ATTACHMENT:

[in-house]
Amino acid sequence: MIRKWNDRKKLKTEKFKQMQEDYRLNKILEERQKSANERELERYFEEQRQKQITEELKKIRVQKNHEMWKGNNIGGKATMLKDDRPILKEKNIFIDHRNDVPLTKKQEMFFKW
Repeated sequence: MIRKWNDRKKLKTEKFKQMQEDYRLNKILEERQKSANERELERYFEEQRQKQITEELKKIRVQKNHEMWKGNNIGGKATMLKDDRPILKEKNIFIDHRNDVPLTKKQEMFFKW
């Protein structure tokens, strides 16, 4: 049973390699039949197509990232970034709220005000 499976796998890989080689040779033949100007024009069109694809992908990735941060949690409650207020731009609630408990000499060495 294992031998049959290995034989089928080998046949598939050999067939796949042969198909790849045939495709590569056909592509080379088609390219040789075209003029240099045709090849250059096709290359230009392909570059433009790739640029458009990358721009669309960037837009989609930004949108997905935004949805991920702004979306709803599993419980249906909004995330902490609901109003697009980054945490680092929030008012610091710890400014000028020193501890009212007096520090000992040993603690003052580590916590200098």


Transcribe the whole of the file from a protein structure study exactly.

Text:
[in-house]
Amino acid sequence: MIRKWNDRKKLKTEKFKQMQEDYRLNKILEERQKSANERELERYFEEQRQKQITEELKKIRVQKNHEMWKGNNIGGKATMLKDDRPILKEKNIFIDHRNDVPLTKKQEMFFKW
Repeated sequence: MIRKWNDRKKLKTEKFKQMQEDYRLNKILEERQKSANERELERYFEEQRQKQITEELKKIRVQKNHEMWKGNNIGGKATMLKDDRPILKEKNIFIDHRNDVPLTKKQEMFFKW
């Protein structure tokens, strides 16, 4: 049973390699039949197509990232970034709220005000 499976796998890989080689040779033949100007024009069109694809992908990735941060949690409650207020731009609630408990000499060495 294992031998049959290995034989089928080998046949598939050999067939796949042969198909790849045939495709590569056909592509080379088609390219040789075209003029240099045709090849250059096709290359230009392909570059433009790739640029458009990358721009669309960037837009989609930004949108997905935004949805991920702004979306709803599993419980249906909004995330902490609901109003697009980054945490680092929030008012610091710890400014000028020193501890009212007096520090000992040993603690003052580590916590200098």